dU/dt = 0 for oscillating spring, help with derivation

by docholliday
Tags: springs mechanics
docholliday is offline
Dec6-12, 06:50 PM
P: 5
U = energy
In the book:
[itex] \frac{dU}{dt} = \frac{d}{dt} (\frac{1}{2} mv^2 + \frac{1}{2} kx^2) [/itex]

then we have [itex] m \frac{d^{2}x}{dt^2} + kx = 0 [/itex] because [itex] v = \frac{dx}{dt} [/itex]

however they get rid of [itex] \frac{dx}{dt} [/itex] .

They are ignoring the case where v = 0, because then [itex] m \frac{d^{2}x}{dt^2} + kx [/itex] doesn't have to be zero, and it can still satisfy the equation.
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rock.freak667 is offline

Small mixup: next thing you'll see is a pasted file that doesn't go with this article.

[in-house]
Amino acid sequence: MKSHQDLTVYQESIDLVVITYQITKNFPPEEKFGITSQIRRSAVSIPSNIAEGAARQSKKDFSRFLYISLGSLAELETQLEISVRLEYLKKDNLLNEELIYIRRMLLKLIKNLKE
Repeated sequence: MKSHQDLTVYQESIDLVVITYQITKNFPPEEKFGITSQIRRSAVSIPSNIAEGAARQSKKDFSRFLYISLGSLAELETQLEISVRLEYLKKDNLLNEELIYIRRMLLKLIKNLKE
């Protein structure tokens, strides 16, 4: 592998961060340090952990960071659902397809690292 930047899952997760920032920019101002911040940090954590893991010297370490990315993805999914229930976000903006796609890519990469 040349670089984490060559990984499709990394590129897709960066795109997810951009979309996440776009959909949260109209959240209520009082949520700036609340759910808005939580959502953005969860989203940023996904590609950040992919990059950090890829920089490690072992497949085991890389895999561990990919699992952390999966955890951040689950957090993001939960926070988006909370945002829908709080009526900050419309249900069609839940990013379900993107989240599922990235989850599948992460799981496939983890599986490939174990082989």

Dec6-12, 07:00 PM
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If you have y = (dx/dt)^2 and you put u = dx/dt

then y=u^2 such that dy/du = 2u and du/dt = d^2x/dt^2

So dy/dt = 2u*du/dt = 2(dx/dt)(d^2x/dt^2)

In your original equation, differentiating the KE term and the spring term will give you a dx/dt which can be canceled out since dU/dt= 0.
Khashishi is offline
Dec6-12, 07:01 PM
P: 833
You should edit the post and replace [; ... ;] with [i tex] ... [/i tex]
(get rid of the space in [i tex]. I put that in so the parser wouldn't detect it.)

docholliday is offline
Dec6-12, 07:08 PM
P: 5

dU/dt = 0 for oscillating spring, help with derivation

yes, i get it but if dx/dt = 0, which it can, then the equation is satisfied and the other term doesn't have to be zero. However, we are saying the other term must always be zero.
mfb is offline
Dec7-12, 07:50 AM
P: 10,840
dx/dt = 0 is true for a two point in time per period only, or for a non-moving spring in equilibrium. That is not relevant for the general case.

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